Early cave art is a topic that arouses much intrigue and interest in modern-day art history buffs. Early cave art is mysterious in many ways. After all, it’s tough for historians to know exactly why prehistoric individuals chose to create certain cave paintings and what inspired their subject matter. Still, art lovers travel the world each year in order to feast their eyes on the amazing early artwork of prehistoric man.
The oldest European cave art possibly began to crop up about 40,800 years ago. The “youngest” artwork featured in European caves is estimated to be between 10,000 and 20,000 years old. The younger artwork can be found in caves located on the north coast of Spain.
Those who visit the caves that house early paintings are typically astounded at the artistic excellence of the prehistoric artists. The paintings in these Spanish caves are reported to be so detailed that they appear to have “a life of their own.” Typical cave art paintings feature hand-prints, “strange symbols”, humans, and animals (such as dear, goats, bison, horses, and wild boars).
Early cave art was more than likely not painted for beauty’s sake. On the contrary, prehistoric man chose to create certain paintings for practical purposes. There are probably many reasons why animals figures, for example, were painted; some of those reasons probably had to do with religion and magical/fertility-related rites.
Historians aren’t totally certain of the reasons prehistoric artists chose to create early cave paintings. What historians do know is that “these works are early evidence of social activity, of humans engaged in expressing their desires, hopes, fears, in other words emotions that are still with us thousands of years later.”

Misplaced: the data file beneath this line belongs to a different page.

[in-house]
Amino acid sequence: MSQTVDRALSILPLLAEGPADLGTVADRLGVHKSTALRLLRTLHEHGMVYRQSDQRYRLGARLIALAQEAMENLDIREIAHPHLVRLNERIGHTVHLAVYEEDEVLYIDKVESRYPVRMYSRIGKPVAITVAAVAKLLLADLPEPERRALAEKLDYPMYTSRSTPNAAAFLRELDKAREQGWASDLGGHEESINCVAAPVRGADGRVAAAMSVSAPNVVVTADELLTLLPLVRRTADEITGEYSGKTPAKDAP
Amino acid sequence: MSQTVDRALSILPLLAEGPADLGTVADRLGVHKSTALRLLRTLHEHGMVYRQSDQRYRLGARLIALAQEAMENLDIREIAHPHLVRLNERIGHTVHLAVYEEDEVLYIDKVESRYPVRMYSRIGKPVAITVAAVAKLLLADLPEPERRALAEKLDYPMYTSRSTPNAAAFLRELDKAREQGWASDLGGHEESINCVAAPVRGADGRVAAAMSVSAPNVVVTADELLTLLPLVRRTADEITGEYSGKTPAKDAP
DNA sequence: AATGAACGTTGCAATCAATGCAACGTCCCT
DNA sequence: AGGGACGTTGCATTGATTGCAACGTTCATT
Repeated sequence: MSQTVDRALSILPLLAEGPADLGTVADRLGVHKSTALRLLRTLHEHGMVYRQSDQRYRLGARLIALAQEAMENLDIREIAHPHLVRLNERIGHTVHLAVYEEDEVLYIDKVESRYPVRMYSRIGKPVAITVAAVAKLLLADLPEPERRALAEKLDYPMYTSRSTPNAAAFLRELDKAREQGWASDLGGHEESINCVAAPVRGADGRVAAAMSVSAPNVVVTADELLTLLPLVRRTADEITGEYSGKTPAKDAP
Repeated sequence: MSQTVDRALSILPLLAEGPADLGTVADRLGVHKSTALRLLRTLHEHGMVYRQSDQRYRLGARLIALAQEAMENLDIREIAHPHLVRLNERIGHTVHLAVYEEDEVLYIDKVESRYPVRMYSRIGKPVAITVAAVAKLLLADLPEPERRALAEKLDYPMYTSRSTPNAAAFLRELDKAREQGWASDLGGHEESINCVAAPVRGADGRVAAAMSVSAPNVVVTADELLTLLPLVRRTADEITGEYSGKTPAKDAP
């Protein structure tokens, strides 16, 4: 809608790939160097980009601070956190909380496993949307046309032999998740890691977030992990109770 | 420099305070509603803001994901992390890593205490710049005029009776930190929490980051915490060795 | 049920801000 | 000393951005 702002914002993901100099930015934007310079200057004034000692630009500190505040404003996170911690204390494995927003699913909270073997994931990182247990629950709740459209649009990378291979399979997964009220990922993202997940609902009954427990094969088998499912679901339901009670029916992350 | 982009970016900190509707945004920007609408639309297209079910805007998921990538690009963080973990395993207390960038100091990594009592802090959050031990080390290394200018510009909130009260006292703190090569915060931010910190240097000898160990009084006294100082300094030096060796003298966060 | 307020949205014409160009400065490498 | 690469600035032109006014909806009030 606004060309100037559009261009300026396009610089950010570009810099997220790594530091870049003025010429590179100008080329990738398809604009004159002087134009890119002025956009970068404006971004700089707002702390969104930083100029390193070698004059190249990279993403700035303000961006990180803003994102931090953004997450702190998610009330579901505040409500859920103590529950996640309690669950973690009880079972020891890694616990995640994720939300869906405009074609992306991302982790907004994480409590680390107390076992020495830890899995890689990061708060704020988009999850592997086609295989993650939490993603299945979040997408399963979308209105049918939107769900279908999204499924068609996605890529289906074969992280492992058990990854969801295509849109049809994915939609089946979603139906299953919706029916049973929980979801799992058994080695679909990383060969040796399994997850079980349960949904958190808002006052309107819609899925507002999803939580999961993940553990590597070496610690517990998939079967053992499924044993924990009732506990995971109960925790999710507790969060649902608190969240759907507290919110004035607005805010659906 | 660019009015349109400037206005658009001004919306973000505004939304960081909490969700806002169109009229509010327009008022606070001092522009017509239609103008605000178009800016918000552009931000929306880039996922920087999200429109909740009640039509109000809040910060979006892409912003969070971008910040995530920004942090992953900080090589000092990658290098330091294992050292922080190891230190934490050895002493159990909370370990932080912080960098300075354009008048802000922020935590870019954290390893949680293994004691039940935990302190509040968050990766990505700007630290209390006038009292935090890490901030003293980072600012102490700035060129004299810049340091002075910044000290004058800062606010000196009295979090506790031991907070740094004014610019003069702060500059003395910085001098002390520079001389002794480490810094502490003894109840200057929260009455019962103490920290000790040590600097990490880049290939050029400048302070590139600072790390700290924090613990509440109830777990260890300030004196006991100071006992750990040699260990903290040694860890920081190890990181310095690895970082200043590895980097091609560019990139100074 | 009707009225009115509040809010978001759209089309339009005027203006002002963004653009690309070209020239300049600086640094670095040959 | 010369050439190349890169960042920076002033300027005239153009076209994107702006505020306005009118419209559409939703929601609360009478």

View pictures of early cave art in Europe by visiting http://www.bbc.co.uk/news/science-environment-18449711.
Early cave art–even that which is over 40,000 years old–continues to captivate us, just as it did prehistoric man. That’s why it’s not uncommon for people to make long journeys just to get a look at these early cave paintings. Art is perhaps the only language capable of being understood by numerous people groups and generations.
Note: Image does not belong to Segmation. The photo featured in this blog post was found at http://www.spainthenandnow.com/spanish-art/cave-paintings-in-spain/default_33.aspx.
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As an archaeologist, I agree with you. We usually think that prehistoric people were uncultivated and focused on basic needs, such as sleeping, eating etc. Actually they had a spiritual life and they longed for beauty, happiness and harmony, exactly like us.
Have you been to some of the caves in Spain? Thank you for your comments.
I’ve never been to Spain.
I’m an archeologist who specialized in the period of Classical Greece. When I was at university, I did an exavation work on a prehistoric cave in Italy.
I remember that we found signs of some religious practices there, ciao
Henri Frankfort et al in “Before Philospohy” described nature through the eyes of early man as being a”Thou” rather than an “It”. Goods buried in graves of early man also point to a spirtuality and I think this is also shown by bodies being buried in the foetal position indicating a belief in rebirth – as in pre-dynastic Ancient Egypt.
The kids who spray paint grafitti maybe in sub-conscious way are emulating early man through a quest for immortality 🙂